De Pere Fire Rescue celebrates 150 years
By Tori Wittenbrock
DE PERE – This year marks a significant milestone for De Pere Fire Rescue – celebrating 150 years of existence.
What started in 1872 as the De Pere Fire Co., when it officially transitioned from a private organization to a city department, is now De Pere Fire Rescue – growing from two teams of 10 to nearly 50 full-time and part-time employees.
The department has two fire stations, one on each side of the Fox River, protecting a population of more than 25,000 in an area covering roughly 12 square miles (With a combined coverage area of more than 25 square miles when you add in areas of the towns of Ledgeview and Lawrence and a portion of Ashwaubenon).
A look back
In 1890, De Pere and West De Pere consolidated into one city and the fire departments were combined into one unified force.
The area and the department continued to grow – installing new fire hydrants, rebuilding old firefighting equipment and ordering more hoses to serve its residents.
The department increased in size again in 1957, when the number of firefighters expanded to 22, as recommended by the State Fire Rating Bureau.
Prior to this, the department was organized into two companies, each consisting of five men, as well as a fire chief and a designated truck driver.
This expansion caused a temporary relocation of the department to the municipal city garage until a permanent location could be established.
In October 1959, the fire board requested the construction of a new station with a proposed $32,585 budget.
The new station was built on the corner of Broadway and Lewis, and still stands today.
More big changes came to the department in 1974, when the department began an ambulance service, something the city had contracted with private emergency services until then.
Two years later, the Fort Howard Paper Foundation presented the fire department with a new emergency rescue vehicle.
The city’s first paramedics completed training and became state licensed in 1978.
In the same year, the 911 emergency line was instituted in the area.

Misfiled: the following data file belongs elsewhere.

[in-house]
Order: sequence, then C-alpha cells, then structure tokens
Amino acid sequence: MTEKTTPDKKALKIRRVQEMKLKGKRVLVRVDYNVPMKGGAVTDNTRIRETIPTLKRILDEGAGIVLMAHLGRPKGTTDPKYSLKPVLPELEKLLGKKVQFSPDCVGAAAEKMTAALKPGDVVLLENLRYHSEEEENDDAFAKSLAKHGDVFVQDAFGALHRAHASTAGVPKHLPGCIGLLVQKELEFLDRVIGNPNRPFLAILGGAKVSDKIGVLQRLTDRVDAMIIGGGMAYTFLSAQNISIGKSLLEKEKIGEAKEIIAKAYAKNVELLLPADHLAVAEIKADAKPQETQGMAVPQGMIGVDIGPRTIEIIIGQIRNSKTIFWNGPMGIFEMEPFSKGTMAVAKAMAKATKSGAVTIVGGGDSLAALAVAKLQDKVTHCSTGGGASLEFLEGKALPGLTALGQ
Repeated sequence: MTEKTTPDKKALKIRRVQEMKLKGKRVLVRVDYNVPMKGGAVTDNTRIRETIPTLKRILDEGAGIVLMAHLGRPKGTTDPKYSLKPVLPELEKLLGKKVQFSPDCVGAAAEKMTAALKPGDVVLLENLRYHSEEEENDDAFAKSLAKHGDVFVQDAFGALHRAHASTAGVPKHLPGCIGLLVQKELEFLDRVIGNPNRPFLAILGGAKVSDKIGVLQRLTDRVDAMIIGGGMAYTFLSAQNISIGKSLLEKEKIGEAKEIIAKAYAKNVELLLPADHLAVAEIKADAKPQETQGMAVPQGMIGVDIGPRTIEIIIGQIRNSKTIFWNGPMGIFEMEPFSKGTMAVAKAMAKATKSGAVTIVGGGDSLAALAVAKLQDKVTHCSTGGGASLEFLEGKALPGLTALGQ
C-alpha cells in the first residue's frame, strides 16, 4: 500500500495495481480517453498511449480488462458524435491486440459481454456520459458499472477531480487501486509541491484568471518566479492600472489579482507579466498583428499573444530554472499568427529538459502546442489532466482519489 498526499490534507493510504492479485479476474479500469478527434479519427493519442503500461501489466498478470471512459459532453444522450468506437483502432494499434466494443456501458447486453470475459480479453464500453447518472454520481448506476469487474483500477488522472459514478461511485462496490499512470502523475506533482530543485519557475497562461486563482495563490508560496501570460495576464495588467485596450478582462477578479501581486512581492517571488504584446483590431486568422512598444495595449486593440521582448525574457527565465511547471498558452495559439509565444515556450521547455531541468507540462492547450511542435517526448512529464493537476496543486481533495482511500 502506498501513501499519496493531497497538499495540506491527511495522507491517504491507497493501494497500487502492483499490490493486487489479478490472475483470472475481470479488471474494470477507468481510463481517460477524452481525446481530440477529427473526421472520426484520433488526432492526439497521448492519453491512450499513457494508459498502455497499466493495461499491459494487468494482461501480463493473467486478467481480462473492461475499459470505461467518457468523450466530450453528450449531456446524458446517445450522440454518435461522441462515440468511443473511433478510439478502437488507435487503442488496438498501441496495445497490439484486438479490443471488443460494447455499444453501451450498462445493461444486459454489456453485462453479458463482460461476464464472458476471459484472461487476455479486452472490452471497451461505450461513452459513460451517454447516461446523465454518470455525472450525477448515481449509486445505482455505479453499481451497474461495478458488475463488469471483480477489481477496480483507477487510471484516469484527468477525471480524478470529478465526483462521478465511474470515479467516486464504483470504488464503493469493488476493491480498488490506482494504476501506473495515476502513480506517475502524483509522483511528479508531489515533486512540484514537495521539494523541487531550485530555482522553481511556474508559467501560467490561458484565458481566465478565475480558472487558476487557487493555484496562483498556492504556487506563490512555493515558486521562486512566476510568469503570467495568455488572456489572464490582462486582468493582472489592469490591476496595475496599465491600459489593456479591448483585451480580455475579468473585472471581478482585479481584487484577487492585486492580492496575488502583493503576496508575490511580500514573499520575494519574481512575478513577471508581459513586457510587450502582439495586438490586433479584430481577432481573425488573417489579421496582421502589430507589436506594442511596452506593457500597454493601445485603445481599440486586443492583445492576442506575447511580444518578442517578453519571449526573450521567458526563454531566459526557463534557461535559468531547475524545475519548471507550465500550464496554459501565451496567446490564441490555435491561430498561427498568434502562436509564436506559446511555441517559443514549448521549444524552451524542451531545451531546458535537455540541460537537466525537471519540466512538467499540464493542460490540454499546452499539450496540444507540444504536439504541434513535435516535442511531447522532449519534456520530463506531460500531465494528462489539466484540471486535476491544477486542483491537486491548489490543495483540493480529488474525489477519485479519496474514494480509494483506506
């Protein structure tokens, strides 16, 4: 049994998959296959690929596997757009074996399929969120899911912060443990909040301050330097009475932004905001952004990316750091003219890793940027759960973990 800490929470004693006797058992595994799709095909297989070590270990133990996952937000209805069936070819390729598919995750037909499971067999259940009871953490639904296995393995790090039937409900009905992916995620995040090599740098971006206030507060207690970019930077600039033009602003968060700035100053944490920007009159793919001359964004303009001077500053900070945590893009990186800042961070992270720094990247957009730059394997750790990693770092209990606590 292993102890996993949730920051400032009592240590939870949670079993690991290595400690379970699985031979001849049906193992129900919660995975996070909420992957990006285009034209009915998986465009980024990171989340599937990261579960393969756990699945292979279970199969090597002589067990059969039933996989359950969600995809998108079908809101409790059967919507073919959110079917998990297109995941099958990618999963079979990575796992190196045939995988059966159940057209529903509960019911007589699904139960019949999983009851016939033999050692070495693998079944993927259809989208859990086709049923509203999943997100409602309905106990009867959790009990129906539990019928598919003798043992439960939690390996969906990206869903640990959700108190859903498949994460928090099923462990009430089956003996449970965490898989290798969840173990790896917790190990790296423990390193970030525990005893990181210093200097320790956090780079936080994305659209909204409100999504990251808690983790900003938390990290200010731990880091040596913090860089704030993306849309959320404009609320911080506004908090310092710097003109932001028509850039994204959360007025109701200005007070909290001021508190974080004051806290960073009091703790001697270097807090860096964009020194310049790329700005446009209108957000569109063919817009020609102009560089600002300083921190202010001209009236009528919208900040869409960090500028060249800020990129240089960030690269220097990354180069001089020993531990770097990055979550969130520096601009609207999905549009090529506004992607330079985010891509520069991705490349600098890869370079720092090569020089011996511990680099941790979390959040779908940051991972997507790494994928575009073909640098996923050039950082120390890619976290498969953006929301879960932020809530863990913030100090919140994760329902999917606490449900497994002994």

Fire Chief Alan Matzke said over the years, the department’s paramedic work has increased significantly.
“The fire service has changed dramatically in recent years,” Matzke said. “About 85% of what we do now is medical work. We had to change and adapt to the needs of the community.”
Matzke said the department has had its struggles over the last century-and-a-half, which has included some devastating fires.
He said one of the most devastating fires in De Pere’s history occurred on June 4, 1964, destroying the Jacobs Supermarket building.
He said the Radant’s Bargain Outlet building fire in 1990 took two full days to douse the flames.
Matzke said despite the unfortunate loss of some of De Pere’s historic buildings, no firefighters were harmed.
Most recently, a downtown restaurant fire in 2019 took a tremendous effort to quell the disaster. It took De Pere Fire Rescue the efforts of 80 firefighters to finally put the fire out.
“I was there that day,” he said, noting the 1990 fire occurred the year he started his career with the department. “Our resources were stretched to the limits.”
Changes over the years
In the beginning, Matzke said the fire department’s focus was simply on training to extinguish fires and other hazards.
However, over the years, he said the department has evolved to include medical services and increase its contribution to the safety of the community in as many ways as possible.
Despite the changes, Matzke said the department’s dedication to maintaining the safety of the people of the community has remained constant.
Each year, De Pere Fire Rescue responds to more than 3,000 calls for service – quadrupling the 700 calls from 1982 when the city began charging residents for rescue calls.
The department responds to these calls with a team of 29 full-time members and 20 part-time employees.
Celebration and festivities
Though the “official” 150th anniversary occurred on March 6, the department is celebrating the monumental milestone all year – with commemorative flags and truck decals with the 150th-year emblem.
The annual open house in September will also contribute to the celebration.
“We typically get an overwhelming number of people from the community showing their support,” Matzke said. “This year will be special, because the theme will be the 150th anniversary.”
The open house is set for 10 a.m. to 1 p.m. Sept. 24, and includes public education events, fire station tours, live demonstrations, prizes and food.